Inkscape / vector graphics Angled guides and snapping for Inkscape beginners

Inkscape’s v0.46 was the first version that got angled guides. Along with advanced snapping introduced in later versions it makes accomplishing certain tasks much easier. Let’s see how.

If you can recall your geometry course (the planimetrics part), a line is something that goes directly through two points.

What’s a line

The fun thing about angled guides in Inkscape is that they honor geometry by having two snapping items: 1) the guide origin, which works as the rotation center, and 2) any other part of the guide’s line.

Let’s say you are designing an ‘A’ letter or adjusting someone else’s design. You more or less like the outcome, but you want to push the crossbar higher to see if this might improve it. (By the way, it’s usually recommended to design everything on paper first, and vectorize later.)

The initial letter

If you try to just select the nodes and shift them higher, your diagonals get distorted (red version). How do you preserve them (yellow version)?

Distorted and undistorted crossbars

This is where angled guides and snapping kick in to save the day.

First of all, make sure you have snapping enabled, and especially snapping of cusp nodes in this particular case.

Then drag a guide from a ruler so that it’s origin snaps to one of the point on a diagonal line. Dragging a guide from the upper left part of the rulers automatically created a 45° guide which is a bit more convenient for working on diagonal lines.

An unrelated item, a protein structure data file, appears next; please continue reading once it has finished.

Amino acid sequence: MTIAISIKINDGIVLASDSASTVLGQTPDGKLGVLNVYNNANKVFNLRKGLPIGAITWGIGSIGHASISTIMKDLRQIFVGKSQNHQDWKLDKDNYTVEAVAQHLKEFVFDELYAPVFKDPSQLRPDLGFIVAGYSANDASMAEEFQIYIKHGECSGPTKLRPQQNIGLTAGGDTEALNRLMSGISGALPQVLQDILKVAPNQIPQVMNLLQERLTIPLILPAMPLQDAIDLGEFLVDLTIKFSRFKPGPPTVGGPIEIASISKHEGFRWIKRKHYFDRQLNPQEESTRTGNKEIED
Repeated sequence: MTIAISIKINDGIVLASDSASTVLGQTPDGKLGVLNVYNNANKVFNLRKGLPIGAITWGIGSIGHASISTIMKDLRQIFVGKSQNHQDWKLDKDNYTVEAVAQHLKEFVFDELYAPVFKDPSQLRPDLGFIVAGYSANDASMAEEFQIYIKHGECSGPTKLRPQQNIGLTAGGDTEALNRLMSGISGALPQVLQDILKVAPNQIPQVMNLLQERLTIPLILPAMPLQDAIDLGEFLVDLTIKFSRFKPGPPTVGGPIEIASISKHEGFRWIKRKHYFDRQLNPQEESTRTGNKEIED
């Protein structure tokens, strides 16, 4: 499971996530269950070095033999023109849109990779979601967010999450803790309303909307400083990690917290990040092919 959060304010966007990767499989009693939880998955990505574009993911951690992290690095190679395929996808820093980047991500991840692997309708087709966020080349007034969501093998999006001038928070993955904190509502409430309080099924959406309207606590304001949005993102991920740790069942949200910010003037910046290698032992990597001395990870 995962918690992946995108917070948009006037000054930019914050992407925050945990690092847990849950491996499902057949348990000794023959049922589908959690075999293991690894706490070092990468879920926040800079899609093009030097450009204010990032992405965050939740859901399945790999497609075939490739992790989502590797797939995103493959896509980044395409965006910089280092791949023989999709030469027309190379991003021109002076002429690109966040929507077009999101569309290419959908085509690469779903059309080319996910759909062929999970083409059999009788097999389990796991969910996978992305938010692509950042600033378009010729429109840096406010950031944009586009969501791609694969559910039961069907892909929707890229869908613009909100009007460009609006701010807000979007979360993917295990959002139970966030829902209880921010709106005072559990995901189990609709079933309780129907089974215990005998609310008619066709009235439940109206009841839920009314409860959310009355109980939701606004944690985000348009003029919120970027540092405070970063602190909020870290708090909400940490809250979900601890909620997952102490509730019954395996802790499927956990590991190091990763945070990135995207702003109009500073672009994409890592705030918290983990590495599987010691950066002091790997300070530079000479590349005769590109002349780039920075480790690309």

Automatic angled guide and snapping

Now you need to rotate this guide in a way that it goes exactly above the inner diagonal line of the ‘A’ letter. So, following the geometry definition mentioned above, you need the guide to go through two points of that diagonal path.

Hover the guide with the Selector or the Node tool and press Shift. Then start dragging the mouse pointer towards the cusp node where two inner diagonal lines of the letter meet:

Corrected angled guide

Your guide is exactly above the first diagonal line of the letter now. Repeat the process for the opposite diagonal line.

The second guide

Now you are set to go. With the Node tool do a rubberband selection around the four crossbar nodes:

Selecting crossbar nodes

Use arrow keys (with Alt for smaller steps) to push the crossbar nodes higher.

Shifted crossbar nodes

And now let’s restore the inner diagonals. Select the two left nodes of the crossbar:

Two left nodes of the crossbar selected

Press the Ctrl key to lock the direction of displacement to just vertical / horizontal, and drag the selected nodes to the right till they snap to the guide:

First corrected crossbar nodes

Repeat for the two other nodes of the crossbar, and it’s done.

Last corrected crossbar nodes

The whole thing takes about half a minute.

You can move the guide’s origin along the guide’s line: just hover any part of the guide, press Ctrl and start dragging.

The same idea can be used to place multiple objects in parallel to a straight path: create a guide that’s parallel to it, shift that guide, snap other objects to it.

Placing objects in parallel to a path

By the way, you may have noticed that I customized guide colors. I don’t really like the use of RGB primaries throughout Inkscape’s interface. It makes Inkscape look like something made in 90s. Here is what I have:

Guide colors setup

For guide color I use 0092ff7f, and for highlight color I use ff52007f. If you don’t want to do that for every single new document, learn how you can make a great use of Inkscape templates.